This world is full of nooks and voids in the man-made cityscape. They are the blank canvases for a creative mind of parasitic architecture. These pockets of possibilities bring about ingenuity to design thinking and innovation to construction methods. Many of the projects represent a hope for humanity that these unused spaces in our urban environment can be used for the greater good, like to house the homeless or provide a sanctuary from the busyness of the city.
A blank canvas could be the underside of a bridge, against a wall on the side of a building, or an unused rooftop. The creative mind called Fernando Abellanas chose to create a space that hangs under a highway. His project is a presentation of one version on how to make clever use of existing infrastructure. “In this case we are not referring to an idyllic hut you would find in the middle of the woods but rather to tiny spaces recovered from the city itself, where you can hide from the city’s hectic pace,” Abellanas said.
Fernando Abellanas is a Spanish plumber who runs a product and furniture design project called Lebrel. He is a self-taught designer, who, starting from a very young age, has designed and built everything that surrounds him. His products are intended to be highly-functional with minimalist aesthetics as inspired by pioneer designers and architects from the 60s and 70s.
“My work as a designer consists [of] trying to implement the concerns relating to design, handicrafts and architecture which I come across on a daily basis,” said Abellanas. “I observe, research and develop projects, in a self-taught way, with the only purpose of satisfying my own personal motivation. With the experience I acquired during years of work I collaborate with artists, interior designers and architects offering them design and manufacturing solutions. All this I do under the name of Lebrel.”
Abellanas was intrigued by the concept of parasitic architecture, which is the new trend of (usually) small-scale architectonic “additions” being mounted onto existing buildings. Whether temporary or permanent, legal or illegal, these cling-ons are like parasites, depending on the structure and footings of their host. Sometimes they function independently but usually they also develop the functions of what they are attached to. Their construction areas are spaces that due to their architecture, location or size have become useless. People hardly notice them when walking by.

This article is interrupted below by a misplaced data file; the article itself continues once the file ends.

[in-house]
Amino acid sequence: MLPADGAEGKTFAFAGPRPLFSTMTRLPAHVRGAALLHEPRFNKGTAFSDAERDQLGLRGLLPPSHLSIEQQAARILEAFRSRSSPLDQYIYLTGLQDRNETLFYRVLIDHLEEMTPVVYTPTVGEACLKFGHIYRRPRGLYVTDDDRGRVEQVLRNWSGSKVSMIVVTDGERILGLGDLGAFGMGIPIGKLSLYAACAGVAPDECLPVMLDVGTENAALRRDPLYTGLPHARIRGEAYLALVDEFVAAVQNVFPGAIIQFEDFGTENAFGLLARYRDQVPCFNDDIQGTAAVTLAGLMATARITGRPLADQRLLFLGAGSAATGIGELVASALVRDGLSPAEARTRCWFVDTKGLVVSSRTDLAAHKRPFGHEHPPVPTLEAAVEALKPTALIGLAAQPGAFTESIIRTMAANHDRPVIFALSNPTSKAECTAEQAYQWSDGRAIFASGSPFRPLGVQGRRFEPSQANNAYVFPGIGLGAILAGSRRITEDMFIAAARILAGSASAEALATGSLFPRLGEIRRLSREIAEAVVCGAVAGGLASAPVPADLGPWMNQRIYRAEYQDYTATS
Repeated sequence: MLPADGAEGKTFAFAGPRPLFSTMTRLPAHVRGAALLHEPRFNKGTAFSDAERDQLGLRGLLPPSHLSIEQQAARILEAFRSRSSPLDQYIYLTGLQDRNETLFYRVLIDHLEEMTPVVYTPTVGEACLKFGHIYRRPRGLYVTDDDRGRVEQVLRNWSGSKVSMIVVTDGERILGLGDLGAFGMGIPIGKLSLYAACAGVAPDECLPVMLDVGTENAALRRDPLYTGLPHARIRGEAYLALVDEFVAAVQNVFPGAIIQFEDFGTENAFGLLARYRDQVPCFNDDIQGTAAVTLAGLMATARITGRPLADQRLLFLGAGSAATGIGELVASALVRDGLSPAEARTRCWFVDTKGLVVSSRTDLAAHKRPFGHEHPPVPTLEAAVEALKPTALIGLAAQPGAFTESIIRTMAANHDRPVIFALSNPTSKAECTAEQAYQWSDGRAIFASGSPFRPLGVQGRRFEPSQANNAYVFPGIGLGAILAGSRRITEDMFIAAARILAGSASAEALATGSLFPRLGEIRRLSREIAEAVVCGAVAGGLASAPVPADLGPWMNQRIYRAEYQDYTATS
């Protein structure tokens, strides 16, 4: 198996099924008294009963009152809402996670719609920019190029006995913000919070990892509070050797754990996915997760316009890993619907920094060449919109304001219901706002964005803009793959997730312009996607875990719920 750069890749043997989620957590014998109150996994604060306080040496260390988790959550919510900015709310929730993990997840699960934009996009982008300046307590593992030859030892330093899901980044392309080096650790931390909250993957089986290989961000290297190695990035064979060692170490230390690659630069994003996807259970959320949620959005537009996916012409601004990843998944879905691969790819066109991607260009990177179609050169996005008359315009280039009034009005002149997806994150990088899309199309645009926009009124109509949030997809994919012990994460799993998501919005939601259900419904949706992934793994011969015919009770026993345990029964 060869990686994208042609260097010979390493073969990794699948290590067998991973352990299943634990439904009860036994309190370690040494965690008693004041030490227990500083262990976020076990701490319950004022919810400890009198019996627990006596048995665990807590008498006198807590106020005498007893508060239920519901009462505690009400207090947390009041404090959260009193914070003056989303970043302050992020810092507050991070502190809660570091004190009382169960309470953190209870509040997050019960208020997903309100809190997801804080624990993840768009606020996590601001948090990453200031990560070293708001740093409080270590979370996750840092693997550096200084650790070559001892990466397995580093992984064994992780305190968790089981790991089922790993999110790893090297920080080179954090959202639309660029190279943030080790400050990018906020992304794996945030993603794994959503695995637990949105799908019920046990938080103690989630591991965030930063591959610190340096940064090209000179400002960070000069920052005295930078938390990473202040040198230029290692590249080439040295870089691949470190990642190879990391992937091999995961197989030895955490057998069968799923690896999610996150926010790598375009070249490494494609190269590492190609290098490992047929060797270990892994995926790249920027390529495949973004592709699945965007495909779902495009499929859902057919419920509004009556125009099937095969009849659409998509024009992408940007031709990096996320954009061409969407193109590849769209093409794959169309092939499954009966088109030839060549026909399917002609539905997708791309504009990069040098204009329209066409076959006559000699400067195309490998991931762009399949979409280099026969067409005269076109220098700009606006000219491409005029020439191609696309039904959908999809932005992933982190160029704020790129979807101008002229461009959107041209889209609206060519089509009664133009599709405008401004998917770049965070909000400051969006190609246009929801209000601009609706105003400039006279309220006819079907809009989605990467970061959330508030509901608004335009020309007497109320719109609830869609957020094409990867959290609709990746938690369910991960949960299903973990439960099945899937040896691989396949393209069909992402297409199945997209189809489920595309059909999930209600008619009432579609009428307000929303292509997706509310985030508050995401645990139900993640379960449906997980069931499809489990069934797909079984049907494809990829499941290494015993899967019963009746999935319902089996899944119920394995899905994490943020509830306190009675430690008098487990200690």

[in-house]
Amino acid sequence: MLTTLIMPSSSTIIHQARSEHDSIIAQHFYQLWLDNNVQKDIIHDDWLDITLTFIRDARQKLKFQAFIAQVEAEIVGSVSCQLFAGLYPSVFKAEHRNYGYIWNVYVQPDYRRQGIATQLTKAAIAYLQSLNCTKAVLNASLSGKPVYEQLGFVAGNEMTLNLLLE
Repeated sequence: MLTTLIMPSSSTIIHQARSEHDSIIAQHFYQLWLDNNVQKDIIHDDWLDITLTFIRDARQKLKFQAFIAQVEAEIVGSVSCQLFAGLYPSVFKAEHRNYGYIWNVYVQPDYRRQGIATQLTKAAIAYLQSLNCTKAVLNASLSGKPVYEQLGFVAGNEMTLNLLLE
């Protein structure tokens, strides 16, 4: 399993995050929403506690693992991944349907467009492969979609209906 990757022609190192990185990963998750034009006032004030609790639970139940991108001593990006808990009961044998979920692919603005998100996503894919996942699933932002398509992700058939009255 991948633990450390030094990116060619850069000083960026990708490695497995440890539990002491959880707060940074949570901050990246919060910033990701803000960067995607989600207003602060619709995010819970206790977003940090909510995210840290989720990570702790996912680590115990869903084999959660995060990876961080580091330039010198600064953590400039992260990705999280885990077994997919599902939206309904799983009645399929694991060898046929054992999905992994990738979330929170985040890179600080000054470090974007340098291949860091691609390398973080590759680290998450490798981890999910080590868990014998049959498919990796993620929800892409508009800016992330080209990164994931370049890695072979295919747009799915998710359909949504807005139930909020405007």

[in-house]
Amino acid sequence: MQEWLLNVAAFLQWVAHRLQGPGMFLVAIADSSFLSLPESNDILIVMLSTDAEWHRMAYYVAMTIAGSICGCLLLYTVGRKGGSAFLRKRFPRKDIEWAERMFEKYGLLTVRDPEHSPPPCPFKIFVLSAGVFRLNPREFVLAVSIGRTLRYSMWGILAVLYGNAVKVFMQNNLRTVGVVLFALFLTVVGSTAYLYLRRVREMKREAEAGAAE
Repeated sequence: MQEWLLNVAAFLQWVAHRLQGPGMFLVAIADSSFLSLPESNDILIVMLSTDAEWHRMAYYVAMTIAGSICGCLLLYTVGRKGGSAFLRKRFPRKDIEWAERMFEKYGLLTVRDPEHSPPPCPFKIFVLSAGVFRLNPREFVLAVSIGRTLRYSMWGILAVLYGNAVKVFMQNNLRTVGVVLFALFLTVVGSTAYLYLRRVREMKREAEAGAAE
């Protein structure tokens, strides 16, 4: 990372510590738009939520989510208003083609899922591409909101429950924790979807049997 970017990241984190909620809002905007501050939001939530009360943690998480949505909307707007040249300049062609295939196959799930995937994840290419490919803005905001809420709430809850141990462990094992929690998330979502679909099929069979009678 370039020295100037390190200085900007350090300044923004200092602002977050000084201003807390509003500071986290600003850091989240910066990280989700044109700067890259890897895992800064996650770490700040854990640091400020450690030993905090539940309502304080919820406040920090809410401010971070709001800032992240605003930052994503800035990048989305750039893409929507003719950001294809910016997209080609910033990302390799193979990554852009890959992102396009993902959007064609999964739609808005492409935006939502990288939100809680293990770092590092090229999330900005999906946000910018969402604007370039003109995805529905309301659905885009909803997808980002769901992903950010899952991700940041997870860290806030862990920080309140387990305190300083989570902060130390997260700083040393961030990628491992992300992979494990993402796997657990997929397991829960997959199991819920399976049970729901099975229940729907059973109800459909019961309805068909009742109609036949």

His interest in this concept brought about the manifestation of his tiny moveable workspace under a highway. This makeshift studio uses the concrete overpass as its walls and roof. It consists of two parts: a suspended floor made of plywood boards and metal tubes that move, and some furniture (shelf, chair, and desk) that has been bolted to the bridge’s concrete wall. He makes use of the existing beams under the bridge as rails. A hand crank moves the suspended floor along these rails from one side of the bridge to the other side where the office has been bolted to the wall.
When the sides of the base are up, the movable floor just looks like a box from beneath the bridge. (Credit: Jose Manuel Pedrajas)
When the sides of the base are down, the person in the room has a view of all their surrounding area. (Credit: Jose Manuel Pedrajas)
A bench, seat, and some shelving are installed under the bridge. The shelter is a clever example of parasitic architecture. (Credit: Jose Manuel Pedrajas)
Operating the hand crank to move the shelter into position. (Credit: Jose Manuel Pedrajas)
The shelter makes use of the existing beams under the bridge as rails. (Credit: Jose Manuel Pedrajas)
Though there are no amenities as such, it’s possible to make up a bed on the floor with the available bedding and spend the night (Credit: Jose Manuel Pedrajas)
The designer drew and built the whole project himself. It’s meant to be thought of, not so much a practical housing idea, but an art installation. “It is also about recovering those sensations of the huts we used to make as small ones. To stay isolated but at the same time close to our house, the city,” he told Dezeen.
The location of the “cabin” remains anonymous. “The project is an ephemeral intervention, [it will remain] until someone finds it and decides to steal the materials, or the authorities remove it,” he told The Spaces. “Hidden away from passing cars and trains, the studio provides me with a sense of peace and brings back childhood memories of hiding under a table.”